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About CatholicCare Tasmania


[Formerly Centacare Tasmania]

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About CatholicCare Tasmania


[Formerly Centacare Tasmania]

CatholicCare Tasmania responds to individuals, families, and the community by offering a broad range of specialised professional services available to all. Our particular strength is in our family focused, child centred approach, recognising that whatever impacts on family, also impacts on children. 

FIND A SERVICE  

+OUR VISION

A distinctive culture of care for a thriving community

We pursue our vision by :
• empowering individuals and upholding their dignity
• enabling family life as the foundation of a healthy society
• encouraging hope-filled inclusive communities

+ OUR MISSION

Serving the vulnerable and disadvantaged regardless of circumstance and background

Our mission is grounded in
• a 2000-year commitment of the Catholic Church inspired by the love of God and the example of Christ
• serving physical, emotional and spiritual need of people through compassion, mercy and love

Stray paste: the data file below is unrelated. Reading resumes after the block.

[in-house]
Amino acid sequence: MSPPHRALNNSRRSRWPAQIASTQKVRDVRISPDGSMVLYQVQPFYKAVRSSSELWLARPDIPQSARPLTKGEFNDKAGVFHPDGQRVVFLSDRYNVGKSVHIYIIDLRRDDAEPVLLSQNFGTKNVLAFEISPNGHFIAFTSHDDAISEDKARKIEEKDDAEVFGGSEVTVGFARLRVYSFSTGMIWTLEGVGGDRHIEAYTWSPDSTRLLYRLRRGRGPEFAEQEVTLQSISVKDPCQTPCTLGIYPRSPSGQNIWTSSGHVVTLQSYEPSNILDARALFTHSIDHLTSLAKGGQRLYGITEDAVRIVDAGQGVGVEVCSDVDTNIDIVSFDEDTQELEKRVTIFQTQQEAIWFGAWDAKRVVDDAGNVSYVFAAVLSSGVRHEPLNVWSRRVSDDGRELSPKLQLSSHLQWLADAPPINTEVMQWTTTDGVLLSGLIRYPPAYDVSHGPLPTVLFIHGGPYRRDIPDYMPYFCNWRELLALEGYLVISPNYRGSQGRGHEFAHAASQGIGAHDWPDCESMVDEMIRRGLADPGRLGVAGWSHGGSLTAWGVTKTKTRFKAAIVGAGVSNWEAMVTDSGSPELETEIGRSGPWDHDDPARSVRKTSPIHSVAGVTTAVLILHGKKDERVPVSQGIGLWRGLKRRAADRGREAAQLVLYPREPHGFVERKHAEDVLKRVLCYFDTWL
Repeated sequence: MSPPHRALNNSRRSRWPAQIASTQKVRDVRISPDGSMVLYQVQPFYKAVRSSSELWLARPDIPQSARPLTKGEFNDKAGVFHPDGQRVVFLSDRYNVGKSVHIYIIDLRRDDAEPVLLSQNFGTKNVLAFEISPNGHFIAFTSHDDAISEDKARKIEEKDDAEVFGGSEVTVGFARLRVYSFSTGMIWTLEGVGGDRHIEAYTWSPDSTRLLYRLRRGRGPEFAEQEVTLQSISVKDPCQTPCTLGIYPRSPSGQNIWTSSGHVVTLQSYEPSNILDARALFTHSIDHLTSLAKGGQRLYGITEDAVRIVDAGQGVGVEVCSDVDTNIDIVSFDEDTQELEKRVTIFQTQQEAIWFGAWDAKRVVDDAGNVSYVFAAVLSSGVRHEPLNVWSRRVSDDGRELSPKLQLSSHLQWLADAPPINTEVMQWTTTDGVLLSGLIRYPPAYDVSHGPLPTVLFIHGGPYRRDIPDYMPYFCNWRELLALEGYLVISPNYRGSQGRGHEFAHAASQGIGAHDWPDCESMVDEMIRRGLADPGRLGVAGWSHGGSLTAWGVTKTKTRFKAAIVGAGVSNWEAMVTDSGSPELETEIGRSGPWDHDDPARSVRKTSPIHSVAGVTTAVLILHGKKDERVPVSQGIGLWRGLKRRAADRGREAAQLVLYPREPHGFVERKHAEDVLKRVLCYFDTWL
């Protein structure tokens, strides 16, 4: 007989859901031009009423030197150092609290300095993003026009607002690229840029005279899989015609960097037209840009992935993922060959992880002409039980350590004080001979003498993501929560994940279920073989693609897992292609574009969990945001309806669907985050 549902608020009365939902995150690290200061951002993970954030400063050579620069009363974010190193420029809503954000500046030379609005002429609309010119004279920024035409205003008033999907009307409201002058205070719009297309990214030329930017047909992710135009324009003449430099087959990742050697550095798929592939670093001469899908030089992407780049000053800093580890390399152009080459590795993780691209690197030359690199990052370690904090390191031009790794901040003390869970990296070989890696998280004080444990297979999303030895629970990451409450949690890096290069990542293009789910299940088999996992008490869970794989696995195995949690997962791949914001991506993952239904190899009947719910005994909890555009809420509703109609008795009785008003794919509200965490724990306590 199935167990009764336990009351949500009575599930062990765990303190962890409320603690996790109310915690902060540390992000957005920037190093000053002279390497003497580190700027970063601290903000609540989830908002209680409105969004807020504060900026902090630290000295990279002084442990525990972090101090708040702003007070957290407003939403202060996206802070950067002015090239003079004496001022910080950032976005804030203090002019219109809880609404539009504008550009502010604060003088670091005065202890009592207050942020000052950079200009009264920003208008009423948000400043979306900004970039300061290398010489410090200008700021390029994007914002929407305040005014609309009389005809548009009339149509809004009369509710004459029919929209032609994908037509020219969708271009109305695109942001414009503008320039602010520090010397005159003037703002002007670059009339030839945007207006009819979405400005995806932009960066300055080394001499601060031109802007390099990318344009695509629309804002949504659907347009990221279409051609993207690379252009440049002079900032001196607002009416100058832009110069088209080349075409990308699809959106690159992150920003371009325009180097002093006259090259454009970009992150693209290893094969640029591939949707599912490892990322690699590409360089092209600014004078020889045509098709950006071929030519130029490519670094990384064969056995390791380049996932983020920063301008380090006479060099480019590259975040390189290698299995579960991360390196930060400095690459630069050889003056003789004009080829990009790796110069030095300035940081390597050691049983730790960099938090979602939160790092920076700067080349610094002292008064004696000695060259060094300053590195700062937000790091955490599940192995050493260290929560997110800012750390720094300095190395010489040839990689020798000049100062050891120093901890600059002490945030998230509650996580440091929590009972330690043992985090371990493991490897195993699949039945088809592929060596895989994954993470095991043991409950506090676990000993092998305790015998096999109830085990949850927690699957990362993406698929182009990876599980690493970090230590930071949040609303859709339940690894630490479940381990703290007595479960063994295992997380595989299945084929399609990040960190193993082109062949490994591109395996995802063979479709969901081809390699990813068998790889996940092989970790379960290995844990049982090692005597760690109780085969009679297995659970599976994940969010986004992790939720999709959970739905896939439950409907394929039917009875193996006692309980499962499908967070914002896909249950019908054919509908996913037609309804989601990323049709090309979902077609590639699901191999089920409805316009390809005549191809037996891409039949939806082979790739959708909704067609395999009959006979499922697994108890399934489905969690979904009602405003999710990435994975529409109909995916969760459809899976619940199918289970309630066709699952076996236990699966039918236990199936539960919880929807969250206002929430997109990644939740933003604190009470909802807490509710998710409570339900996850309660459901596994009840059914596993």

• proactive and professional engagement with stakeholders on evidence-based initiatives

+ OUR VALUES

Respect
We respect the dignity and worth of every person irrespective of background and circumstances, from the moment of conception to life’s natural end. We embrace difference and empower every person to shape his or her destiny.

Hope
We see strength in every person and believe that everyone can grow and build a positive future.

Commitment
We build relationships with those whom we serve and stand by them through the good times and bad. We dedicate ourselves to enhancing their rights and interests.